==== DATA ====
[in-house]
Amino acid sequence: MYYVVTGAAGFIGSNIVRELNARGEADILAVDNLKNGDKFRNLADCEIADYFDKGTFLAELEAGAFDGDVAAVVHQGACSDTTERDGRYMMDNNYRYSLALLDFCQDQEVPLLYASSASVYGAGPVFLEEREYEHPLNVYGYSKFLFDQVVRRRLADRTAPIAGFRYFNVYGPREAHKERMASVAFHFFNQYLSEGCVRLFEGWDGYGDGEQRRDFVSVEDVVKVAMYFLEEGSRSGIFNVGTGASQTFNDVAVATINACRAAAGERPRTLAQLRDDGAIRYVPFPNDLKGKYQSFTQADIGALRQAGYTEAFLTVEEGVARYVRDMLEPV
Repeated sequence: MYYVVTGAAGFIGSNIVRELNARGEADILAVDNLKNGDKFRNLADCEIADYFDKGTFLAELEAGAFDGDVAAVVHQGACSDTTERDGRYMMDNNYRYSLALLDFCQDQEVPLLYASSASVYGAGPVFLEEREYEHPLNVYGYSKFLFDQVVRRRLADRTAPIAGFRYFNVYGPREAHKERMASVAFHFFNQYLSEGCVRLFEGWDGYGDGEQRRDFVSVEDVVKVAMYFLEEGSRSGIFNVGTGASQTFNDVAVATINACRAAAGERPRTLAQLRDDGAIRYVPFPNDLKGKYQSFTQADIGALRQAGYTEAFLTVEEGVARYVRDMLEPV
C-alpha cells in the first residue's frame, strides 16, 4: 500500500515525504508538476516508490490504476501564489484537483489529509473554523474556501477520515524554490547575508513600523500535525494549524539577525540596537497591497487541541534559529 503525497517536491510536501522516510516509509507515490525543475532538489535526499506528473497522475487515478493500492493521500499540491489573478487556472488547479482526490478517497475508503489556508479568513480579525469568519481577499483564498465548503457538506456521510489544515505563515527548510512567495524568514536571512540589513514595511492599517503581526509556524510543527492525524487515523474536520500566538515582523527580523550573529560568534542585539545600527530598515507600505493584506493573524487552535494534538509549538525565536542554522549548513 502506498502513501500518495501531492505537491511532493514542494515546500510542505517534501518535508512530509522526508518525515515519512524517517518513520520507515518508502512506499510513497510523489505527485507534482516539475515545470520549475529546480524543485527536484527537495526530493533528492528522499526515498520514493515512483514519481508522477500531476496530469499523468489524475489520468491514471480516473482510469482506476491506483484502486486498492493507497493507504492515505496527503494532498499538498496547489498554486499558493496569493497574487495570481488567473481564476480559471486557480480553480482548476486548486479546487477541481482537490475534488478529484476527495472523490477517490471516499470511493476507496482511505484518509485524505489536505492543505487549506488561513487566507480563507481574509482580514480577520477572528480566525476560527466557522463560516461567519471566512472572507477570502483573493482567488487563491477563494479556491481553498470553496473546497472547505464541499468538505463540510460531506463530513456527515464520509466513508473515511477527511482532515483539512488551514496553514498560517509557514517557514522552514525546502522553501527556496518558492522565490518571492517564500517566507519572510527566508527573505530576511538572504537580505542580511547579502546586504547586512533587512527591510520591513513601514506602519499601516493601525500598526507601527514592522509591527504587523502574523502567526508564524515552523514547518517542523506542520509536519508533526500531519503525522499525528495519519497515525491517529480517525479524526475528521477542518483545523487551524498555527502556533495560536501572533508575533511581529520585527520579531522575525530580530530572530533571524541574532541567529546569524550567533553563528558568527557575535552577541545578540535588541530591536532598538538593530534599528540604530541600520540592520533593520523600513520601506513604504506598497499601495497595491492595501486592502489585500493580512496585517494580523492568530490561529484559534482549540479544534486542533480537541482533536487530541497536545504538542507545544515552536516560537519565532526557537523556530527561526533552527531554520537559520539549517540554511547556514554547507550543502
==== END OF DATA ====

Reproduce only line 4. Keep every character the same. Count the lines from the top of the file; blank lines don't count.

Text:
C-alpha cells in the first residue's frame, strides 16, 4: 500500500515525504508538476516508490490504476501564489484537483489529509473554523474556501477520515524554490547575508513600523500535525494549524539577525540596537497591497487541541534559529 503525497517536491510536501522516510516509509507515490525543475532538489535526499506528473497522475487515478493500492493521500499540491489573478487556472488547479482526490478517497475508503489556508479568513480579525469568519481577499483564498465548503457538506456521510489544515505563515527548510512567495524568514536571512540589513514595511492599517503581526509556524510543527492525524487515523474536520500566538515582523527580523550573529560568534542585539545600527530598515507600505493584506493573524487552535494534538509549538525565536542554522549548513 502506498502513501500518495501531492505537491511532493514542494515546500510542505517534501518535508512530509522526508518525515515519512524517517518513520520507515518508502512506499510513497510523489505527485507534482516539475515545470520549475529546480524543485527536484527537495526530493533528492528522499526515498520514493515512483514519481508522477500531476496530469499523468489524475489520468491514471480516473482510469482506476491506483484502486486498492493507497493507504492515505496527503494532498499538498496547489498554486499558493496569493497574487495570481488567473481564476480559471486557480480553480482548476486548486479546487477541481482537490475534488478529484476527495472523490477517490471516499470511493476507496482511505484518509485524505489536505492543505487549506488561513487566507480563507481574509482580514480577520477572528480566525476560527466557522463560516461567519471566512472572507477570502483573493482567488487563491477563494479556491481553498470553496473546497472547505464541499468538505463540510460531506463530513456527515464520509466513508473515511477527511482532515483539512488551514496553514498560517509557514517557514522552514525546502522553501527556496518558492522565490518571492517564500517566507519572510527566508527573505530576511538572504537580505542580511547579502546586504547586512533587512527591510520591513513601514506602519499601516493601525500598526507601527514592522509591527504587523502574523502567526508564524515552523514547518517542523506542520509536519508533526500531519503525522499525528495519519497515525491517529480517525479524526475528521477542518483545523487551524498555527502556533495560536501572533508575533511581529520585527520579531522575525530580530530572530533571524541574532541567529546569524550567533553563528558568527557575535552577541545578540535588541530591536532598538538593530534599528540604530541600520540592520533593520523600513520601506513604504506598497499601495497595491492595501486592502489585500493580512496585517494580523492568530490561529484559534482549540479544534486542533480537541482533536487530541497536545504538542507545544515552536516560537519565532526557537523556530527561526533552527531554520537559520539549517540554511547556514554547507550543502